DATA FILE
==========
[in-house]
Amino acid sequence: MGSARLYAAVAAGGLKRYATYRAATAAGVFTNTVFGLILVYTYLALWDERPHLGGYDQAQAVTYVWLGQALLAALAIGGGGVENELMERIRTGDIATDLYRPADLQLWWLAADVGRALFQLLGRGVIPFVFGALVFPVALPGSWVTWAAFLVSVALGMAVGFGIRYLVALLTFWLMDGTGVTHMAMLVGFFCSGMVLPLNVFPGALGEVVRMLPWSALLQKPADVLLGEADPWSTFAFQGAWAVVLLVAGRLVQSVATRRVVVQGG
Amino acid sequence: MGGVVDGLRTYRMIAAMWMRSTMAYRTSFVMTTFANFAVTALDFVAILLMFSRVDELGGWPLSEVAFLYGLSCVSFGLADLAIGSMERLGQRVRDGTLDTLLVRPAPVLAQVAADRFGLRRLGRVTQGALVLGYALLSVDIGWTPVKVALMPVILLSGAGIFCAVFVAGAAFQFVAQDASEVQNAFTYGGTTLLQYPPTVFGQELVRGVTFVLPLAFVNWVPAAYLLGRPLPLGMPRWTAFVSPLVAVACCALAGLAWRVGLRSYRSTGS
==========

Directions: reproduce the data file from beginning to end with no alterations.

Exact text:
[in-house]
Amino acid sequence: MGSARLYAAVAAGGLKRYATYRAATAAGVFTNTVFGLILVYTYLALWDERPHLGGYDQAQAVTYVWLGQALLAALAIGGGGVENELMERIRTGDIATDLYRPADLQLWWLAADVGRALFQLLGRGVIPFVFGALVFPVALPGSWVTWAAFLVSVALGMAVGFGIRYLVALLTFWLMDGTGVTHMAMLVGFFCSGMVLPLNVFPGALGEVVRMLPWSALLQKPADVLLGEADPWSTFAFQGAWAVVLLVAGRLVQSVATRRVVVQGG
Amino acid sequence: MGGVVDGLRTYRMIAAMWMRSTMAYRTSFVMTTFANFAVTALDFVAILLMFSRVDELGGWPLSEVAFLYGLSCVSFGLADLAIGSMERLGQRVRDGTLDTLLVRPAPVLAQVAADRFGLRRLGRVTQGALVLGYALLSVDIGWTPVKVALMPVILLSGAGIFCAVFVAGAAFQFVAQDASEVQNAFTYGGTTLLQYPPTVFGQELVRGVTFVLPLAFVNWVPAAYLLGRPLPLGMPRWTAFVSPLVAVACCALAGLAWRVGLRSYRSTGS